The ongoing war in the Gaza Strip between Israel and Hamas has raised serious questions about the political and strategic relevance of the Palestinian Authority, or PA. But it also takes place against the backdrop of recent trends in the Israeli occupation of the PA-ruled West Bank. As such, the war both reflects and exacerbates the PA’s dwindling authority and the shifting paradigm of the Palestinian national movement.
In particular, the war in Gaza followed an unprecedented escalation of Israeli military operations in the West Bank, reflecting the current right-wing Israeli government’s implicit endorsement of the activities and territorial encroachments of Israeli settlers there. The situation in Gaza is now exacerbating the already dire situation in the West Bank, further testing the PA’s resilience and strategic orientation. The PA’s reaction will likely influence the future of its civil and security infrastructure, with its long-term viability now shifting from being an academic debate to an urgent policy priority. Significantly, circles within the Israeli policymaking community are now actively engaged in discussions aimed at preventing the potential collapse of the PA.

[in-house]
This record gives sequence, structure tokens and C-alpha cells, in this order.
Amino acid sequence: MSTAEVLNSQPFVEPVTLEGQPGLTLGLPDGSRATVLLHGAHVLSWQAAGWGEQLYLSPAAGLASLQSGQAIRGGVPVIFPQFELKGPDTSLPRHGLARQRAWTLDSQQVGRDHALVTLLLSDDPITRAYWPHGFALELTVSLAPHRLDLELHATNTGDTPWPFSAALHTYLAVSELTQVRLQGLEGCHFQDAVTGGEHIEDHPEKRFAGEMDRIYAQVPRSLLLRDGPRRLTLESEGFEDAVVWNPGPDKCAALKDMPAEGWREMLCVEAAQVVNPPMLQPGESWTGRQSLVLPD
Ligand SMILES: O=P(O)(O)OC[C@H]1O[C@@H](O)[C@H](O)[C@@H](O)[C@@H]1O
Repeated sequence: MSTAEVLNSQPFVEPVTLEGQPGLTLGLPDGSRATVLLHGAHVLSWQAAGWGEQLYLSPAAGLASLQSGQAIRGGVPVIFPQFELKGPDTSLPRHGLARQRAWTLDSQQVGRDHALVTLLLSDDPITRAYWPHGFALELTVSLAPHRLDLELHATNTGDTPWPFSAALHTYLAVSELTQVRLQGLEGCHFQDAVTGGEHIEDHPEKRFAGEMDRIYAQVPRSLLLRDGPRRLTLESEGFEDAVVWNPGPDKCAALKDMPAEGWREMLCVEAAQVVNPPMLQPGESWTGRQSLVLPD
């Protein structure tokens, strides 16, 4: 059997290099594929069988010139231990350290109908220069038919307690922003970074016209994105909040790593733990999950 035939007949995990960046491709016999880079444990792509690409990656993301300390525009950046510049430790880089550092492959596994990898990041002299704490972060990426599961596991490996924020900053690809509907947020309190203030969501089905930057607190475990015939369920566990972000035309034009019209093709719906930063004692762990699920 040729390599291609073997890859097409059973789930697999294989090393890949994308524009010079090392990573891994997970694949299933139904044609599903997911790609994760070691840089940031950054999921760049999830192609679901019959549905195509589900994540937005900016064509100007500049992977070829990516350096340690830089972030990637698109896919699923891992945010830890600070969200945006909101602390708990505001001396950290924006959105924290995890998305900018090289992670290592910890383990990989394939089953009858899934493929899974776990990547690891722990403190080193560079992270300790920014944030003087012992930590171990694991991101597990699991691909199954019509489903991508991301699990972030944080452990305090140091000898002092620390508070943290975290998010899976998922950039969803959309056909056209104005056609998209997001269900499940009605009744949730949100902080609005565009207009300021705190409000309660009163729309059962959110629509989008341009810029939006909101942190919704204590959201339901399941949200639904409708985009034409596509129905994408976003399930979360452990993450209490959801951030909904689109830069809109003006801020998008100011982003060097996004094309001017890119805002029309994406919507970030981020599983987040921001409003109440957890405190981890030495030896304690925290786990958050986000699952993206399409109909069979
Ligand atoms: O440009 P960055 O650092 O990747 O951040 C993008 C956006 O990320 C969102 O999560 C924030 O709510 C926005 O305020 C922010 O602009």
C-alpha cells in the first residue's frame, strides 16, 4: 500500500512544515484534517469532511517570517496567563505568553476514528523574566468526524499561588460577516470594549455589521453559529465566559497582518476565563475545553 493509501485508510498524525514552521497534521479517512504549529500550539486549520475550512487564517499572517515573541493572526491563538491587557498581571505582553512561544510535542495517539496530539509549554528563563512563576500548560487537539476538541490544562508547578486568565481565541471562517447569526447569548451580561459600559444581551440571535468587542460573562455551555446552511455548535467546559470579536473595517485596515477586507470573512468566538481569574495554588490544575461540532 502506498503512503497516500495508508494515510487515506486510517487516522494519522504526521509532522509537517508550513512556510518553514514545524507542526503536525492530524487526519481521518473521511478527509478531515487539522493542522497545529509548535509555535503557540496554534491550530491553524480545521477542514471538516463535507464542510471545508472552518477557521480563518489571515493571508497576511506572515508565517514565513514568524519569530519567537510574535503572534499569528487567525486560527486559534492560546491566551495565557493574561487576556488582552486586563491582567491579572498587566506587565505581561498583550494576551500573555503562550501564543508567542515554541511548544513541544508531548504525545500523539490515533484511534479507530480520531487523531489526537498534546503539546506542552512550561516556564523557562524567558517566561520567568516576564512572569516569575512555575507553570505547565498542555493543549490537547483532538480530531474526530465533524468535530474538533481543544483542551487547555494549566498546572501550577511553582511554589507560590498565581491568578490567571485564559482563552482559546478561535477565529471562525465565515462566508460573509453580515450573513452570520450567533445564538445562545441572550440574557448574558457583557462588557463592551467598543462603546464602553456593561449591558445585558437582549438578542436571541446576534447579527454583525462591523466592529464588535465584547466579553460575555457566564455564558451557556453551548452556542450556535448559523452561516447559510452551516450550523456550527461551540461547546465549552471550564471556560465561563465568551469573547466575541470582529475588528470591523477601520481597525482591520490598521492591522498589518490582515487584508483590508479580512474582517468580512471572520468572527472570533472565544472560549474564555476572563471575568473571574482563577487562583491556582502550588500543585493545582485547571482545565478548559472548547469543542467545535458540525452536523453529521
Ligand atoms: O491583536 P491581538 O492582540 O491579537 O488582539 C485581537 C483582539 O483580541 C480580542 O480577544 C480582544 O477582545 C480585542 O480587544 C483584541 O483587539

Three trends from recent years are especially central to shaping the PA’s future. These are the dramatic rise of Israeli army and settler violence in the West Bank, which has prompted the emergence of hubs of Palestinian resistance in towns across the northern West Bank; the PA’s declining financial and institutional stability; and regional shifts, in the form of the normalization of relations between Israel and the Arab states and the effective abandonment of the 2002 Arab Peace Initiative. All of them take on added significance in the context of the war in Gaza, whose consequences will in turn affect future developments.